DoorDash will provide instructions on how to appeal in the initial deactivation email.
DoorDash claims that the appeals process does not apply if the deactivation was due to ‘objective’ measures like customer rating or completion rate. The logic is that a calculation such as customer rating is less disputable than an incident with a customer.
The deactivation notice will include a link to an appeal form. The form will ask you to provide relevant information about the reason for deactivation.
Closely follow the instructions, fill out the forms, and include any relevant photos or proof. Then wait. You should hear back from DoorDash within a few days.
Contacting support via live chat or phone, tweeting DoorDash, and other forms of contact are not the best way to go about the appeals process. Stick to the appeals form.
As is stated in the deactivation policy, DoorDash doesn’t allow you to make a formal appeal if your deactivation is due to low ratings and low completion rates.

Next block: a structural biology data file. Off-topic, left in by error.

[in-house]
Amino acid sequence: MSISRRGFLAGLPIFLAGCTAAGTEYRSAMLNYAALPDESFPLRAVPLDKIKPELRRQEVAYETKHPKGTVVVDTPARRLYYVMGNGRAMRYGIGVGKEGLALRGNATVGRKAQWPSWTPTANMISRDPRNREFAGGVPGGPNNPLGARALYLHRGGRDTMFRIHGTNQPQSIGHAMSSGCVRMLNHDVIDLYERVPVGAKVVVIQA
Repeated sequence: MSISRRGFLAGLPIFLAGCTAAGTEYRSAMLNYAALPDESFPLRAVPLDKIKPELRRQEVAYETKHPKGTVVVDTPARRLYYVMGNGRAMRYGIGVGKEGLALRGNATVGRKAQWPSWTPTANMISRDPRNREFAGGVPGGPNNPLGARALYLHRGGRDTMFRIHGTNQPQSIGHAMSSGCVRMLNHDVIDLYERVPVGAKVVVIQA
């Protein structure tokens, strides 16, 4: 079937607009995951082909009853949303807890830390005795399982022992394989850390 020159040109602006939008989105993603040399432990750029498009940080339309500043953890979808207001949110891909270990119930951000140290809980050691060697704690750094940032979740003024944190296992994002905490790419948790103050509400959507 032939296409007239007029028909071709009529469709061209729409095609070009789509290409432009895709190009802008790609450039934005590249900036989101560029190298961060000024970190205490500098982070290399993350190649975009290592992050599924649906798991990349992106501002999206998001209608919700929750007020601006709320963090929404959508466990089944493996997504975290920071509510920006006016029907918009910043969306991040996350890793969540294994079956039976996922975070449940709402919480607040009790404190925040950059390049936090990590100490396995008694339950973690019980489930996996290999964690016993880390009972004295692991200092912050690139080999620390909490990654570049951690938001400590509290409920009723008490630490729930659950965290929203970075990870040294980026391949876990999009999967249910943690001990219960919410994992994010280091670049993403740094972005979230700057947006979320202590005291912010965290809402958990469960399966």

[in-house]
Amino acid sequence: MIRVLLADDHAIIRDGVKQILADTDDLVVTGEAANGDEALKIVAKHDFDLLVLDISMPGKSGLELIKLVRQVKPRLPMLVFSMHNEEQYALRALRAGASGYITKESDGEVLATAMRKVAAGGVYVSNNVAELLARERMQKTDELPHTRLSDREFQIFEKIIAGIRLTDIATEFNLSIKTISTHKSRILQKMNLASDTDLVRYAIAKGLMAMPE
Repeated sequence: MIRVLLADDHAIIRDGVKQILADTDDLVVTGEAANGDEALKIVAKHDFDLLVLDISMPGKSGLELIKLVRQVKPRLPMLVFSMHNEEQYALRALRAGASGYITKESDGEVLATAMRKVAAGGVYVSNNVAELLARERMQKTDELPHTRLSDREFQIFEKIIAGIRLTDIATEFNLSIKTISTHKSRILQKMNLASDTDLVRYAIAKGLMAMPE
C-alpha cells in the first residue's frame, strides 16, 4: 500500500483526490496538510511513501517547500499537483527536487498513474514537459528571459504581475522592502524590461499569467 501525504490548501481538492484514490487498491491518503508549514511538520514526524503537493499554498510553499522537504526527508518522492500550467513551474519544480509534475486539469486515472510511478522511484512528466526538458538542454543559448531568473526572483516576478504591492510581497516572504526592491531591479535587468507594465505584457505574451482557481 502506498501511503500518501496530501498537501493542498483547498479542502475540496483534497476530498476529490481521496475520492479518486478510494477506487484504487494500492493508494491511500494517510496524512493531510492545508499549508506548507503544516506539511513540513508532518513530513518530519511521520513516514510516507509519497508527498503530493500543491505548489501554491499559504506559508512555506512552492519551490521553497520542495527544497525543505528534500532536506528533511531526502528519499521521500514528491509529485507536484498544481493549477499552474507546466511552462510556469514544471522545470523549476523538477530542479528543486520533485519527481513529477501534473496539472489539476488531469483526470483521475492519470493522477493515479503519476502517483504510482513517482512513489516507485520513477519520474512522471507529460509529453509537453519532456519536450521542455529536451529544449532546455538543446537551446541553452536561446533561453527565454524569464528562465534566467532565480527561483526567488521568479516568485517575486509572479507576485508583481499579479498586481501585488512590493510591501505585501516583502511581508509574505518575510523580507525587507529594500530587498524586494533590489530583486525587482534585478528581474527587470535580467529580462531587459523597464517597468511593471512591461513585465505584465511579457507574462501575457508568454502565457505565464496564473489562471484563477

You can try pleading your case to DoorDash through other contact methods, but there is very little evidence of Dashers successfully overturning these deactivations. Try another delivery app.
Complete the appeals form quickly – Don’t drag out the process by waiting. The longer you wait, the more you’ll forget about the incident.
Only include relevant details. Be concise – It might be tempting to tell a long, detailed story, but DoorDash is more likely to understand your point of view if you edit your story down to only the essential details.
Use screen caps and photos as proof – Have a photo proving you completed a delivery? Don’t forget to include it.
Don’t lash out, don’t be rude – Don’t use your appeal as opportunity to vent. Your goal is to get reactivated, not to get one over on the customer or DoorDash. Support agents are more likely to be on your side if you stay polite.
This Dasher on Reddit shared a reactivation story that shows what it’s like when DoorDash chooses to accept your appeal and reactivate your account.
There’s a lot that you can do to keep your account in good standing and avoid deactivation.